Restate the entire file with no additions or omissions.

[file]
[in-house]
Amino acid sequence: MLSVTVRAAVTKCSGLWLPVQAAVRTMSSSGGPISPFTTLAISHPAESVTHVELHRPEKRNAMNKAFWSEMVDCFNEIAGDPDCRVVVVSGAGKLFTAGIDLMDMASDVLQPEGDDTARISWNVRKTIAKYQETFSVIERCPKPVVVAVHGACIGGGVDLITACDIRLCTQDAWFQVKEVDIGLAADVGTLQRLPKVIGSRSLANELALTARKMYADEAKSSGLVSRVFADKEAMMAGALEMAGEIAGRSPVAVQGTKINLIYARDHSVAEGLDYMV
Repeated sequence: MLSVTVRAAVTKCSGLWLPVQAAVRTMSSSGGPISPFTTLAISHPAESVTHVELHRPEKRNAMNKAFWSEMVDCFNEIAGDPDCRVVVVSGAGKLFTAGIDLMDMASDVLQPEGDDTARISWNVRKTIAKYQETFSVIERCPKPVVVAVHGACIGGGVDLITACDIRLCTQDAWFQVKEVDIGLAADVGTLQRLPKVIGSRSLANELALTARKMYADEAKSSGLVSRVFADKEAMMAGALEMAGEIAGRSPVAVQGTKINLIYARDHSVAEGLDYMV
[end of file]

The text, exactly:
[in-house]
Amino acid sequence: MLSVTVRAAVTKCSGLWLPVQAAVRTMSSSGGPISPFTTLAISHPAESVTHVELHRPEKRNAMNKAFWSEMVDCFNEIAGDPDCRVVVVSGAGKLFTAGIDLMDMASDVLQPEGDDTARISWNVRKTIAKYQETFSVIERCPKPVVVAVHGACIGGGVDLITACDIRLCTQDAWFQVKEVDIGLAADVGTLQRLPKVIGSRSLANELALTARKMYADEAKSSGLVSRVFADKEAMMAGALEMAGEIAGRSPVAVQGTKINLIYARDHSVAEGLDYMV
Repeated sequence: MLSVTVRAAVTKCSGLWLPVQAAVRTMSSSGGPISPFTTLAISHPAESVTHVELHRPEKRNAMNKAFWSEMVDCFNEIAGDPDCRVVVVSGAGKLFTAGIDLMDMASDVLQPEGDDTARISWNVRKTIAKYQETFSVIERCPKPVVVAVHGACIGGGVDLITACDIRLCTQDAWFQVKEVDIGLAADVGTLQRLPKVIGSRSLANELALTARKMYADEAKSSGLVSRVFADKEAMMAGALEMAGEIAGRSPVAVQGTKINLIYARDHSVAEGLDYMV